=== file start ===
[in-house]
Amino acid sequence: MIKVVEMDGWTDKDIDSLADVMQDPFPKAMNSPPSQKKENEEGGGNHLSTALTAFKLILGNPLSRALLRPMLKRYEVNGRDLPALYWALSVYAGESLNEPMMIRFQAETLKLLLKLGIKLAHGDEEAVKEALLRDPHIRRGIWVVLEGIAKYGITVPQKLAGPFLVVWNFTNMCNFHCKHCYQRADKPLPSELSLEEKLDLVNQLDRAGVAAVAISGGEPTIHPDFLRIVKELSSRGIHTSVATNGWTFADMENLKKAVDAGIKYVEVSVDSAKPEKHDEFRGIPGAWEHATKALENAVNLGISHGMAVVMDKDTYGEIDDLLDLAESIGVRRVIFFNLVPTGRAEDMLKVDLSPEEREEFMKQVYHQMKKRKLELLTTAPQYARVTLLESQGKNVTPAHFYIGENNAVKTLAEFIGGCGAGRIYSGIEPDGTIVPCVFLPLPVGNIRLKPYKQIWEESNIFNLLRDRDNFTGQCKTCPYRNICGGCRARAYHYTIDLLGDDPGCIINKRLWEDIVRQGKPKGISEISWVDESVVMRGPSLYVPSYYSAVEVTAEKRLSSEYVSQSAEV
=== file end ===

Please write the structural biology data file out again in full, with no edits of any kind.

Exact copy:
[in-house]
Amino acid sequence: MIKVVEMDGWTDKDIDSLADVMQDPFPKAMNSPPSQKKENEEGGGNHLSTALTAFKLILGNPLSRALLRPMLKRYEVNGRDLPALYWALSVYAGESLNEPMMIRFQAETLKLLLKLGIKLAHGDEEAVKEALLRDPHIRRGIWVVLEGIAKYGITVPQKLAGPFLVVWNFTNMCNFHCKHCYQRADKPLPSELSLEEKLDLVNQLDRAGVAAVAISGGEPTIHPDFLRIVKELSSRGIHTSVATNGWTFADMENLKKAVDAGIKYVEVSVDSAKPEKHDEFRGIPGAWEHATKALENAVNLGISHGMAVVMDKDTYGEIDDLLDLAESIGVRRVIFFNLVPTGRAEDMLKVDLSPEEREEFMKQVYHQMKKRKLELLTTAPQYARVTLLESQGKNVTPAHFYIGENNAVKTLAEFIGGCGAGRIYSGIEPDGTIVPCVFLPLPVGNIRLKPYKQIWEESNIFNLLRDRDNFTGQCKTCPYRNICGGCRARAYHYTIDLLGDDPGCIINKRLWEDIVRQGKPKGISEISWVDESVVMRGPSLYVPSYYSAVEVTAEKRLSSEYVSQSAEV